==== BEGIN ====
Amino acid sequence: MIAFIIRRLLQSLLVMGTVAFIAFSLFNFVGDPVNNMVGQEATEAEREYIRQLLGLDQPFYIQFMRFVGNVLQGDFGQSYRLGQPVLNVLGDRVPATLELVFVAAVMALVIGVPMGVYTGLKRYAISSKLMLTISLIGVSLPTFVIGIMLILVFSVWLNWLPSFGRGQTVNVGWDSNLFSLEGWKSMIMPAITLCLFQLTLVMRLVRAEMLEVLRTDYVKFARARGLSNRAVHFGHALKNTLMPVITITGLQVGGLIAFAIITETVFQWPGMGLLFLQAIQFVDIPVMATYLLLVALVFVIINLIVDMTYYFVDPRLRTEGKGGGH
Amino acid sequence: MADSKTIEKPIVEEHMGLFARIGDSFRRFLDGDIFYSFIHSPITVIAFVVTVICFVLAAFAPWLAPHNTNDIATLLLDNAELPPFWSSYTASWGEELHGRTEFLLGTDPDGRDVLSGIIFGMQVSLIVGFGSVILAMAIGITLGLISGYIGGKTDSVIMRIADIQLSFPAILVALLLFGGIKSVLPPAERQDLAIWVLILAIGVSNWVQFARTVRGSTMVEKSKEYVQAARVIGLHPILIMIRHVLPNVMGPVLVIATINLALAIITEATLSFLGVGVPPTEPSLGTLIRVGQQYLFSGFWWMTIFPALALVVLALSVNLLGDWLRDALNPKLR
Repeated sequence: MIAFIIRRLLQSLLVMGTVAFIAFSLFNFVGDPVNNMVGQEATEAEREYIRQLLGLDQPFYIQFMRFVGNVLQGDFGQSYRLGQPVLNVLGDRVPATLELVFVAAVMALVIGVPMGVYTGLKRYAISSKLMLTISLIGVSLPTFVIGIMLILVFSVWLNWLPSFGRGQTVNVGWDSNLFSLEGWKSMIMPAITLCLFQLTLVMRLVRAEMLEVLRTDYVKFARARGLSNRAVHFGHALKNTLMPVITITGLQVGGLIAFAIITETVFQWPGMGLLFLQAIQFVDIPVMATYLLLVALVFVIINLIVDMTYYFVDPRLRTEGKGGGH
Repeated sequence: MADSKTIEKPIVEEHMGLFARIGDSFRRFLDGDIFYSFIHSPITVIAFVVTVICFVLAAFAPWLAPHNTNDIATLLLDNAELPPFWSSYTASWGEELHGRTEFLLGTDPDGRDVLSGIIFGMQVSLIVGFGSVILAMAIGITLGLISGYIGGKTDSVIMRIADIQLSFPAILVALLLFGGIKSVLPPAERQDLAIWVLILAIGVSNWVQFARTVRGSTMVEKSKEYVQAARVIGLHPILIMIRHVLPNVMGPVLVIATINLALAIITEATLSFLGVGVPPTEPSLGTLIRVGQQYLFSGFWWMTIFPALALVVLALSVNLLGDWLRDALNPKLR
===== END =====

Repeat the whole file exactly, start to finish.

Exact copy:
Amino acid sequence: MIAFIIRRLLQSLLVMGTVAFIAFSLFNFVGDPVNNMVGQEATEAEREYIRQLLGLDQPFYIQFMRFVGNVLQGDFGQSYRLGQPVLNVLGDRVPATLELVFVAAVMALVIGVPMGVYTGLKRYAISSKLMLTISLIGVSLPTFVIGIMLILVFSVWLNWLPSFGRGQTVNVGWDSNLFSLEGWKSMIMPAITLCLFQLTLVMRLVRAEMLEVLRTDYVKFARARGLSNRAVHFGHALKNTLMPVITITGLQVGGLIAFAIITETVFQWPGMGLLFLQAIQFVDIPVMATYLLLVALVFVIINLIVDMTYYFVDPRLRTEGKGGGH
Amino acid sequence: MADSKTIEKPIVEEHMGLFARIGDSFRRFLDGDIFYSFIHSPITVIAFVVTVICFVLAAFAPWLAPHNTNDIATLLLDNAELPPFWSSYTASWGEELHGRTEFLLGTDPDGRDVLSGIIFGMQVSLIVGFGSVILAMAIGITLGLISGYIGGKTDSVIMRIADIQLSFPAILVALLLFGGIKSVLPPAERQDLAIWVLILAIGVSNWVQFARTVRGSTMVEKSKEYVQAARVIGLHPILIMIRHVLPNVMGPVLVIATINLALAIITEATLSFLGVGVPPTEPSLGTLIRVGQQYLFSGFWWMTIFPALALVVLALSVNLLGDWLRDALNPKLR
Repeated sequence: MIAFIIRRLLQSLLVMGTVAFIAFSLFNFVGDPVNNMVGQEATEAEREYIRQLLGLDQPFYIQFMRFVGNVLQGDFGQSYRLGQPVLNVLGDRVPATLELVFVAAVMALVIGVPMGVYTGLKRYAISSKLMLTISLIGVSLPTFVIGIMLILVFSVWLNWLPSFGRGQTVNVGWDSNLFSLEGWKSMIMPAITLCLFQLTLVMRLVRAEMLEVLRTDYVKFARARGLSNRAVHFGHALKNTLMPVITITGLQVGGLIAFAIITETVFQWPGMGLLFLQAIQFVDIPVMATYLLLVALVFVIINLIVDMTYYFVDPRLRTEGKGGGH
Repeated sequence: MADSKTIEKPIVEEHMGLFARIGDSFRRFLDGDIFYSFIHSPITVIAFVVTVICFVLAAFAPWLAPHNTNDIATLLLDNAELPPFWSSYTASWGEELHGRTEFLLGTDPDGRDVLSGIIFGMQVSLIVGFGSVILAMAIGITLGLISGYIGGKTDSVIMRIADIQLSFPAILVALLLFGGIKSVLPPAERQDLAIWVLILAIGVSNWVQFARTVRGSTMVEKSKEYVQAARVIGLHPILIMIRHVLPNVMGPVLVIATINLALAIITEATLSFLGVGVPPTEPSLGTLIRVGQQYLFSGFWWMTIFPALALVVLALSVNLLGDWLRDALNPKLR